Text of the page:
When a pen is mounted on the carriage 20, a compression spring 146 forces a pawl 148 into locking engagement against the outer pen casing 150 (see FIG. 7).
It is preferable to calibrate each plotter before it is used in order to optimize the ability of the sensor to measure the light intensity of a plotted line. Accordingly, as best shown in FIG. 8, the pen is removed and a paper feeler 152 can then be used to determine the actual distance to a sheet of underlying media for this particular plotter. In addition, the paper feeler can scan the platen along the entire length of the Y-axis to determine variations in this actual distance measurement. Such actual distances measured during calibration are recorded in memory so that during normal operation the Z-axis carriage can be moved to achieve the optimum focal distances as shown in mm in the drawing of FIG. 8. It has been determined that the present invention nevertheless operates satisfactorily for a photodiode 156 spaced a distance "Si" of 17.2 mm from a lens 154 even though the distance "So" of 15.1 mm between the lens and the medium may vary plus or minus 1.5 mm.
The sensor 82 is shown in detail in FIGS. 9-10 and includes a casing 160, a chip assembly 162, a cap 164, and a sleeve 166 having a bracket 168 for holding the LED 80. The sleeve snaps into position at the bottom of the casing 169 and holds the lens in fixed position inside the sleeve at the lower end of the casing. The chip assembly includes a photodiode as well as a two-stage amplifier, and the lower portion 179 of the chip assembly is transparent (such as clear plastic) to allow reflected light to pass unimpeded to the photodiode. The cap 164 must fit snugly over the top end of the chip assembly to nest into a casing receptacle to prevent any extraneous light from passing through to the photodiode. Although both the sensor and the LED are shown at an angle with respect to the Z-direction, it is possible to have other angular positioning of the sensor, so long as the LED preferably emits light at an angle to avoid undue specular glare from the media.
Thus, the invention provides a method and apparatus for using a uniquely designed optical sensor that periodically senses the quality of plotted lines by scanning across selected points on the lines, and measuring the difference in contrast between the actual plotted line and a benchmark such as a default value or an actual value obtained when that particular pen was qualified. When the optical line sensor detects a pen failure or pen deficiency, the plotter corrects the problem by picking a fresh pen and retracing the plot from the last good verification point, restarting the plot, or stopping and alerting the user that a pen failure has been detected.
FIG. 12 shows in more detail the processing of the output signal from the sensor through op-amp 180, resistors 182,183, filter circuits 184,185 and A/D converter 186.
FIG. 11 shows the interconnections between PCB 1 (processor), PCB 2 (carriage) and PCB 3 (sensor) including the LED input 188, the sensor output 190, the encoder circuits 192 and the coil circuits 194.
In the flow chart of FIG. 14, it is important to first check the media such as paper at the actual spot where the sample vectors are to be drawn to be sure there are not already previous plots or other non-white interference. The first percentage measurement at 200 is based on the percentage drop in reflected signal intensity from total white to absolute dark (total light absorbence). Thus, if five of the proposed six points each show a print contrast ratio of less than 8%, the it is ok to proceed to the next stage of actually drawing the sample plot as shown at 202.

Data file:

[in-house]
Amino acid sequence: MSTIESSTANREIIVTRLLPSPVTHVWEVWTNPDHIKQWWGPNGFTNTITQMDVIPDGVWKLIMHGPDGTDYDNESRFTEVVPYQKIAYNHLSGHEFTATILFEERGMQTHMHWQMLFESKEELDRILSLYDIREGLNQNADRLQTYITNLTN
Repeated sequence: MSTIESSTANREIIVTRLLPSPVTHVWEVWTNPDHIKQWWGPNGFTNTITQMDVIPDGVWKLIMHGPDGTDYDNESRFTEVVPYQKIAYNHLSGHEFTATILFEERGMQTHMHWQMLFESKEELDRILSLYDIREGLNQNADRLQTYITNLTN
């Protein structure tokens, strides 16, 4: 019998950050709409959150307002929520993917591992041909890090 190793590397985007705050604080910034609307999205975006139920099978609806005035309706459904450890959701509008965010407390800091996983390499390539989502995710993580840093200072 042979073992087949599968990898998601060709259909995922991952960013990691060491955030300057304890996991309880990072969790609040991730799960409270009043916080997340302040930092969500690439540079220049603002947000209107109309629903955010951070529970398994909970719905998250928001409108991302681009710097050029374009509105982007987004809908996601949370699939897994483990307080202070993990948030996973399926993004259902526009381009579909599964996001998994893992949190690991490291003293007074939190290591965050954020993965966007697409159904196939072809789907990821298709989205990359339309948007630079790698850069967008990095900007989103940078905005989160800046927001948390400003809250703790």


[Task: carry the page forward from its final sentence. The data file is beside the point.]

In order to establish the PCR threshold, various procedures can be used. In the preferred form of the invention, the average intensity of the PCRs for five points is computed, and then so long as the pen plots checked during the pen verification procedure have PCRs of not less than 40% of such average, then the plots actually tested are deemed satisfactory. If a user is using only black pens and does not need high quality plotting, it is possible to forego the actual pen qualification procedure and just accept that any pen having a print contrast ratio of more than the default of 8% on the scale of percentage signal drop from all white to total darkness will be deemed a "good" pen.
With respect to FIG. 17, the details of box 210 are shown in FIG. 18. With respect to FIG. 16, the details of box 212 are shown in FIG. 17. All of the flow charts are deemed to be self explanatory and show the presently preferred embodiment for pen qualification and pen verification as taught by the present invention.
It should be understood that the foregoing description is only illustrative of the invention. Various alternatives and modifications will be understood and developed by those skilled in the art without departing from the spirit of the invention. Accordingly, the present invention is intended to include all such alternatives, modifications and variations which fall within the scope of the following claims.
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|U.S. Classification||346/25, 358/1.3, 250/202|
|International Classification||B43L13/00, G01D9/00, G06F3/13, B43L13/02, B41J11/00, G01D15/16, G06K15/22|
|Cooperative Classification||G01D15/16, G06K15/027, B43L13/024, G06K15/22, B41J11/008|
|European Classification||G06K15/02H, B43L13/02B1, B41J11/00P, G06K15/22, G01D15/16|
|Feb 3, 1992||AS||Assignment|
Owner name: HEWLETT-PACKARD COMPANY, CALIFORNIA
Free format text: ASSIGNMENT OF ASSIGNORS INTEREST.;ASSIGNORS:BOELLER, ROBERT A.;HALPENNY, THOMAS J.;BEAUCHAMP, ROBERT W.;REEL/FRAME:006002/0567;SIGNING DATES FROM 19911219 TO 19911231
|Apr 15, 1993||AS||Assignment|
Owner name: HEWLETT-PACKARD COMPANY, CALIFORNIA
Free format text: ASSIGNMENT OF ASSIGNORS INTEREST.;ASSIGNORS:TARRADAS, JOSEP;MARTOS, ISIDRE R., BY THEIR EMPLOYER HEWLETT-PACKARD ESPANOLA, S.A.;REEL/FRAME:006498/0321
Effective date: 19920708
|May 15, 1997||FPAY||Fee payment|
Year of fee payment: 4
|Jan 16, 2001||AS||Assignment|
Owner name: HEWLETT-PACKARD COMPANY, COLORADO
Free format text: MERGER;ASSIGNOR:HEWLETT-PACKARD COMPANY;REEL/FRAME:011523/0469
Effective date: 19980520
|May 15, 2001||FPAY||Fee payment|
Year of fee payment: 8
|May 16, 2005||FPAY||Fee payment|
Year of fee payment: 12